The Stockholm Convention on Persistent Organic Pollutants (the Stockholm Convention) is a global treaty to protect human health and the environment from persistent organic pollutants (POPs).
Persistent Organic Pollutants (POPs)
POPs are pesticide and industrial chemicals that are persistent in the environment, bioaccumulate in organisms, are toxic to human health and the environment, and are transported long distances.
Exposure to POPs can lead to serious health effects including certain cancers, birth defects, dysfunctional immune and reproductive systems, greater susceptibility to disease and damages to the central and peripheral nervous systems.
Given their long range transport, no one government acting alone can protect its citizens or its environment from POPs.
The Stockholm Convention
In response to the global problem of POPs, the Stockholm Convention was adopted in 2001 and entered into force in 2004. Australia ratified the Stockholm Convention on 20 May 2004 and become a Party on 18 August 2004.
The Stockholm Convention requires its Parties to take measures to eliminate or reduce the release of POPs into the environment. Control measures apply to import, export, production, disposal and use of POPs. Parties are also required to promote the best available techniques and best environmental practices for replacing POPs while preventing the production and use of new ones.
The annexes of the Stockholm Convention list the full list chemicals subject to international trade controls.
Australia does not automatically adopt controls for chemicals listed in the Stockholm Convention. Each chemical must be separately ratified by the Australian parliament following inclusion in the annexes. The lists of chemicals relevant to Australia may be found in Schedule 2 of the Customs (Prohibited Imports) Regulations 1956 and Schedule 9 of the Customs (Prohibited Exports) Regulation 1958.
Production and use
The production and use of chemicals subject to the Stockholm Convention is absolutely prohibited, except as allowed under specific exemptions or acceptable purposes under the convention. This includes products containing the chemical as an ingredient.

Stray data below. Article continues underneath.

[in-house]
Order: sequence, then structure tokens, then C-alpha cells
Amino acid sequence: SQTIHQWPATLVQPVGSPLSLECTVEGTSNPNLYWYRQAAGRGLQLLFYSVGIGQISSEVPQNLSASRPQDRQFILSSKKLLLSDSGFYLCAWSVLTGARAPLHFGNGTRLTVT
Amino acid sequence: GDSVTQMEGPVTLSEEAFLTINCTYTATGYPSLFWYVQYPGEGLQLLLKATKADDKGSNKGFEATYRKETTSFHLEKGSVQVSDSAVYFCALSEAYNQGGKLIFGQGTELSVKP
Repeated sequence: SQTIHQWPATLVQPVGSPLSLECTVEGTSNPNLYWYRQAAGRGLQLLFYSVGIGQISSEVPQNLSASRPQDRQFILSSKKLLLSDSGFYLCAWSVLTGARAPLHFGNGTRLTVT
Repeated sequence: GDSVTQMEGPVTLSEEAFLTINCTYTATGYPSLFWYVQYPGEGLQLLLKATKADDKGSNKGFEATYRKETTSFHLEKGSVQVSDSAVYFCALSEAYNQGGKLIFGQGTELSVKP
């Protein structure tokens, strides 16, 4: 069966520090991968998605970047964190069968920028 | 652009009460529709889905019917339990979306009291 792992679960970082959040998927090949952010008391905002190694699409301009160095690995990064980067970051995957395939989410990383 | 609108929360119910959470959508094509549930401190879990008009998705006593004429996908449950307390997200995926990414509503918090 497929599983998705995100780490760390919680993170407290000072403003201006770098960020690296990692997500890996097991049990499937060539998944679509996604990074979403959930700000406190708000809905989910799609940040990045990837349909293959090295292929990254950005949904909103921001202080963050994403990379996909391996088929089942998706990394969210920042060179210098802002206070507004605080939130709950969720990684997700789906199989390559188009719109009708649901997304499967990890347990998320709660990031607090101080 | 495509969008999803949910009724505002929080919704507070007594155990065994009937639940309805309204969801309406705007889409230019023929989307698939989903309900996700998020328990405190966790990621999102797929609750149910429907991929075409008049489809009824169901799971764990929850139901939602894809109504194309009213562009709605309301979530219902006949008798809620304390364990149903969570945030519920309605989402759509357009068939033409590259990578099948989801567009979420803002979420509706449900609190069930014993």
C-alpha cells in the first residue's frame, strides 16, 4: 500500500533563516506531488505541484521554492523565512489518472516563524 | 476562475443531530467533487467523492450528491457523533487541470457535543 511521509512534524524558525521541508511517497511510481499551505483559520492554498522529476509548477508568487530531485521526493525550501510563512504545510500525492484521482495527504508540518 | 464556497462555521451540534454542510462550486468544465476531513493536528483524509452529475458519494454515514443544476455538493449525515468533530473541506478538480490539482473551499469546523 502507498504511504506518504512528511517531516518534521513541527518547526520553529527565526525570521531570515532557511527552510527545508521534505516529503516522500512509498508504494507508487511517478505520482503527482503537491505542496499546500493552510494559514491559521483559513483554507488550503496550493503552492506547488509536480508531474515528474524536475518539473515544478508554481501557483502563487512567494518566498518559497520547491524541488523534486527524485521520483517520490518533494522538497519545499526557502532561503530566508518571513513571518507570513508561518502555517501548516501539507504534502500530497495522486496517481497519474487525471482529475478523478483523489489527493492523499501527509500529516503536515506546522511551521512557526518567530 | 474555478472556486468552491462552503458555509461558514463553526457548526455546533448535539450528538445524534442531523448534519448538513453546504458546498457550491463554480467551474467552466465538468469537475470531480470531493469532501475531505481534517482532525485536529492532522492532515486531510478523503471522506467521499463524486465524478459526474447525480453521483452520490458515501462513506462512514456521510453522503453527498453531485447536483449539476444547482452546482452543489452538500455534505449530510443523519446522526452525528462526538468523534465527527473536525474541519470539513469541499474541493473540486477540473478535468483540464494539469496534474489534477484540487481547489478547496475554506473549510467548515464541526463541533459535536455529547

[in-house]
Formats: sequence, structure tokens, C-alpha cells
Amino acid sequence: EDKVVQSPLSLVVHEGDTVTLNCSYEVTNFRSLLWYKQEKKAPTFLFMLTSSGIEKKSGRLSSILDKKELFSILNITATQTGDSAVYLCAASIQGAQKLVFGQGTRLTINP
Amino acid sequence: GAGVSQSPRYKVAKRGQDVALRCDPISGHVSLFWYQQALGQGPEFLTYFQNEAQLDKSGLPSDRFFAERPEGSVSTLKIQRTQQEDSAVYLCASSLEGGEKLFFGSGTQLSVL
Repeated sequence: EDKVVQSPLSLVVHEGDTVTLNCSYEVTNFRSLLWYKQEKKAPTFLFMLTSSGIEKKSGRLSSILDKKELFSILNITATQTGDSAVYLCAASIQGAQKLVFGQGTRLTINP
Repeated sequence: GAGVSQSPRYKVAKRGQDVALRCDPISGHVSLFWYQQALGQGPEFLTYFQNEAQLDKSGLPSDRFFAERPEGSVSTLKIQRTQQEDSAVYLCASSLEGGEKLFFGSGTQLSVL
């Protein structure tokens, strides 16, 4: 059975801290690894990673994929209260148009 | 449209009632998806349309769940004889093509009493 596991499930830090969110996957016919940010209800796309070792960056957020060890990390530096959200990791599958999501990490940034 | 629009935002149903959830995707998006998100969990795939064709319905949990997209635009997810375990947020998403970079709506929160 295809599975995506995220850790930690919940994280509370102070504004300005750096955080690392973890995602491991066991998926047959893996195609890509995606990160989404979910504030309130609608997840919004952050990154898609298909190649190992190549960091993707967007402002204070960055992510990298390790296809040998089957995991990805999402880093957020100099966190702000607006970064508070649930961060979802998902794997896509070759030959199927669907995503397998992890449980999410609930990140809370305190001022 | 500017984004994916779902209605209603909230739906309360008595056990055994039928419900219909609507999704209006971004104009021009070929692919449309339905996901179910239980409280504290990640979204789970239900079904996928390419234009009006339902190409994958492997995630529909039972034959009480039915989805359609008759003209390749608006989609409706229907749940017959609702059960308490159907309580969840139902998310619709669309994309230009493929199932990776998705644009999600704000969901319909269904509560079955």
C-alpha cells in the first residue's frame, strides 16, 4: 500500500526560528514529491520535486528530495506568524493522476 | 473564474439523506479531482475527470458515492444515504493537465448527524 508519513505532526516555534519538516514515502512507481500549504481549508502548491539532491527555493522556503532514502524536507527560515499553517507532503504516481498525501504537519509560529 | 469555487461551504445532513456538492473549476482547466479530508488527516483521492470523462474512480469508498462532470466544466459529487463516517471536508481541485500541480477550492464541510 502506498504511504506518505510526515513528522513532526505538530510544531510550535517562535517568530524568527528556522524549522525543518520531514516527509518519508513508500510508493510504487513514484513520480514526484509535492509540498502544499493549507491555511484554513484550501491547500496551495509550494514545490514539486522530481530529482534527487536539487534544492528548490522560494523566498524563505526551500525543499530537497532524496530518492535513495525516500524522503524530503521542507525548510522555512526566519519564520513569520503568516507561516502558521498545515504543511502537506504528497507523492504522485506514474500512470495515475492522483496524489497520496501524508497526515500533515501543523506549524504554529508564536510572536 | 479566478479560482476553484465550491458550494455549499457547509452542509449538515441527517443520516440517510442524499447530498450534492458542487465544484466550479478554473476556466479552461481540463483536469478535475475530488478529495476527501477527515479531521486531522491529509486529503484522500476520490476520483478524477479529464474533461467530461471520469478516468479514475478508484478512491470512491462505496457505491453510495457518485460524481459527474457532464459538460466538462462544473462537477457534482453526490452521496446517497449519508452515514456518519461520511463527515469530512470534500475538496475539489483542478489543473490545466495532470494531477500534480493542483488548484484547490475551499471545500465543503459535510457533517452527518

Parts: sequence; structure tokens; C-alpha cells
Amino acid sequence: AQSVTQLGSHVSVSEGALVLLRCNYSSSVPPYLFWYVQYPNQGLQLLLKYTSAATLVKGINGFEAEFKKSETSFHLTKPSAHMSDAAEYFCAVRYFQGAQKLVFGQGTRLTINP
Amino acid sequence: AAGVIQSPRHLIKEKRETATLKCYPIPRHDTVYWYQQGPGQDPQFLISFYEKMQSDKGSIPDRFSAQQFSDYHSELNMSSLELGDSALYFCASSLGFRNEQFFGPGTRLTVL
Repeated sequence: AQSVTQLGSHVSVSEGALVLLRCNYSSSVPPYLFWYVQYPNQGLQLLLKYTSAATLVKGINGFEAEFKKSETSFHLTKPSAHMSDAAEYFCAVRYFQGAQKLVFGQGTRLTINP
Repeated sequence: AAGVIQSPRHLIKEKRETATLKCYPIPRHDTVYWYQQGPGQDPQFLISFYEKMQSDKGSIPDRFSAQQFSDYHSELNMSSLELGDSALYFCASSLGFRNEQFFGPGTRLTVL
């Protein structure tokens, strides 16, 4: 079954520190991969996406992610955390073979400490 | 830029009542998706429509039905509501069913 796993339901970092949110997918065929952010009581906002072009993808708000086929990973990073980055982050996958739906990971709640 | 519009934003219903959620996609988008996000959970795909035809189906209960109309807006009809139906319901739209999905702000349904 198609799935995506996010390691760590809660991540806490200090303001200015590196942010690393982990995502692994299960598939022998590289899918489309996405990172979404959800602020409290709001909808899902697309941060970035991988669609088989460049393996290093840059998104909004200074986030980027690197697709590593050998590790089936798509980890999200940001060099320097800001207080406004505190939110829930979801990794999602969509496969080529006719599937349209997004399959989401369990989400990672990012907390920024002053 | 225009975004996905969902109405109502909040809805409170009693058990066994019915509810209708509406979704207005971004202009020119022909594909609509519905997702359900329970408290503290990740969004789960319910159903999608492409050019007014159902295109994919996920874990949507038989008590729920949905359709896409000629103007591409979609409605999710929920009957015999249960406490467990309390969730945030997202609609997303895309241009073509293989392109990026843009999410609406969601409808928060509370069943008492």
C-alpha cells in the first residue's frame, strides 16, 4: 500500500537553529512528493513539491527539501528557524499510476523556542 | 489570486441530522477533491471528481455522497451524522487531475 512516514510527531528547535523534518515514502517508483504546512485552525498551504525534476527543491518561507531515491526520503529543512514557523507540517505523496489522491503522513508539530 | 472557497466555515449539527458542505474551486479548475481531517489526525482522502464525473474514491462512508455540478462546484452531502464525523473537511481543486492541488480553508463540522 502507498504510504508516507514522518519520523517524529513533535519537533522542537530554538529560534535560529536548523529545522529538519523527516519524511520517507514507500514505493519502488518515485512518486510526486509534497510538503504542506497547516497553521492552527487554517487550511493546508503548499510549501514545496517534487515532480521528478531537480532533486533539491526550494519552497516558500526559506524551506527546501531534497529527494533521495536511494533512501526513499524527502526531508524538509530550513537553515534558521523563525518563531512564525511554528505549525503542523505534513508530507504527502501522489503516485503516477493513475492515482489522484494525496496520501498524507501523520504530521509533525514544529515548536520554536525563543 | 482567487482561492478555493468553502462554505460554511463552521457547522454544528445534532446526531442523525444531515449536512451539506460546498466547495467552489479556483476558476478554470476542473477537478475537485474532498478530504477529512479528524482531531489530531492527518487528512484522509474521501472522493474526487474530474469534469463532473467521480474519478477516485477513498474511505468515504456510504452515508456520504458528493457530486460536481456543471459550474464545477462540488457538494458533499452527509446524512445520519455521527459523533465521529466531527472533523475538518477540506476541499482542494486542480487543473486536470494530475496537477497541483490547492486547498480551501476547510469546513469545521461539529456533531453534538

International trade in Stockholm Convention listed chemicals
The import and export of chemicals listed under the Stockholm Convention is prohibited, except with written permission from an authorised officer of the Department of Agriculture, Water and the Environment in the following circumstances:
- for environmentally sound disposal
- for quantities to be used in laboratory-scale research or as reference standards.
Applications for permission to import or export chemicals controlled under the Stockholm Convention must be made using the online permit application system.
Under the Agricultural and Veterinary Chemicals (Administration) Act 1992 a person must not import, manufacture, use or export an active constituent for a proposed or existing chemical product or a chemical product in contravention of a condition or restriction prescribed by a regulation. A penalty of 300 penalty units may apply.
Under the Customs Act 1901 a person commits and offence if a person engages in conduct contravening the conditions or requirements of their license or permit. A penalty of Imprisonment for 2 years or 20 penalty units, or both may apply.
Receiving permission from the Department of Agriculture, Water and the Environment does not replace any requirement for permission from other authorities, including from the Australian Pesticides and Veterinary Medicines Authority.
Further information can be found on the Stockholm Convention website.
Inquiries can be directed to:
Agvet Chemicals International and Domestic Policy Section
Agvet Chemicals and Forestry Branch
Department of Agriculture, Water and the Environment
GPO Box 858
CANBERRA ACT 2601